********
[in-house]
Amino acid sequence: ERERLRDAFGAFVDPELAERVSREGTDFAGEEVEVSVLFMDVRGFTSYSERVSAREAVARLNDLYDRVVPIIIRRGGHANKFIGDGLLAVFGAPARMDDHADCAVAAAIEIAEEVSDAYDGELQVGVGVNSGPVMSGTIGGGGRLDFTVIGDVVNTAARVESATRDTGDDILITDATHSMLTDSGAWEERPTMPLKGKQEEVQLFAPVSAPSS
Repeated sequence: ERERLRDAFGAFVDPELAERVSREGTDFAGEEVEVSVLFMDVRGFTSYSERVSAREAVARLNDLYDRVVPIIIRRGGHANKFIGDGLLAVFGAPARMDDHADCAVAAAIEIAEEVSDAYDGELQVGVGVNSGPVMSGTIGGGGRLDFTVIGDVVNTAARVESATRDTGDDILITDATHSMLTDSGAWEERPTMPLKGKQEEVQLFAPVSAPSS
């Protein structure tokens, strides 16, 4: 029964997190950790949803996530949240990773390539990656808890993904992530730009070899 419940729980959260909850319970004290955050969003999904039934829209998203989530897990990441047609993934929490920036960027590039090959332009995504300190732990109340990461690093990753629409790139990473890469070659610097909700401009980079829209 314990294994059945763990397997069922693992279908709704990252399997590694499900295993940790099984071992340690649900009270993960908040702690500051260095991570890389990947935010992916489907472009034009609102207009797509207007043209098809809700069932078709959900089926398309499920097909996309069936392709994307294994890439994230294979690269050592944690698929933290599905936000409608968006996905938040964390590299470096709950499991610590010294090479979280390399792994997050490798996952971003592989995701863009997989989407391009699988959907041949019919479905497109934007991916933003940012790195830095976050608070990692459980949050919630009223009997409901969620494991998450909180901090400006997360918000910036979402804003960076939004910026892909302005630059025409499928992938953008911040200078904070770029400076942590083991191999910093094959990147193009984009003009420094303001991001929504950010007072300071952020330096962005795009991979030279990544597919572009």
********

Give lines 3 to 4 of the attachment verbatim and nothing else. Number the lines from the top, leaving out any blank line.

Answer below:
Repeated sequence: ERERLRDAFGAFVDPELAERVSREGTDFAGEEVEVSVLFMDVRGFTSYSERVSAREAVARLNDLYDRVVPIIIRRGGHANKFIGDGLLAVFGAPARMDDHADCAVAAAIEIAEEVSDAYDGELQVGVGVNSGPVMSGTIGGGGRLDFTVIGDVVNTAARVESATRDTGDDILITDATHSMLTDSGAWEERPTMPLKGKQEEVQLFAPVSAPSS
């Protein structure tokens, strides 16, 4: 029964997190950790949803996530949240990773390539990656808890993904992530730009070899 419940729980959260909850319970004290955050969003999904039934829209998203989530897990990441047609993934929490920036960027590039090959332009995504300190732990109340990461690093990753629409790139990473890469070659610097909700401009980079829209 314990294994059945763990397997069922693992279908709704990252399997590694499900295993940790099984071992340690649900009270993960908040702690500051260095991570890389990947935010992916489907472009034009609102207009797509207007043209098809809700069932078709959900089926398309499920097909996309069936392709994307294994890439994230294979690269050592944690698929933290599905936000409608968006996905938040964390590299470096709950499991610590010294090479979280390399792994997050490798996952971003592989995701863009997989989407391009699988959907041949019919479905497109934007991916933003940012790195830095976050608070990692459980949050919630009223009997409901969620494991998450909180901090400006997360918000910036979402804003960076939004910026892909302005630059025409499928992938953008911040200078904070770029400076942590083991191999910093094959990147193009984009003009420094303001991001929504950010007072300071952020330096962005795009991979030279990544597919572009």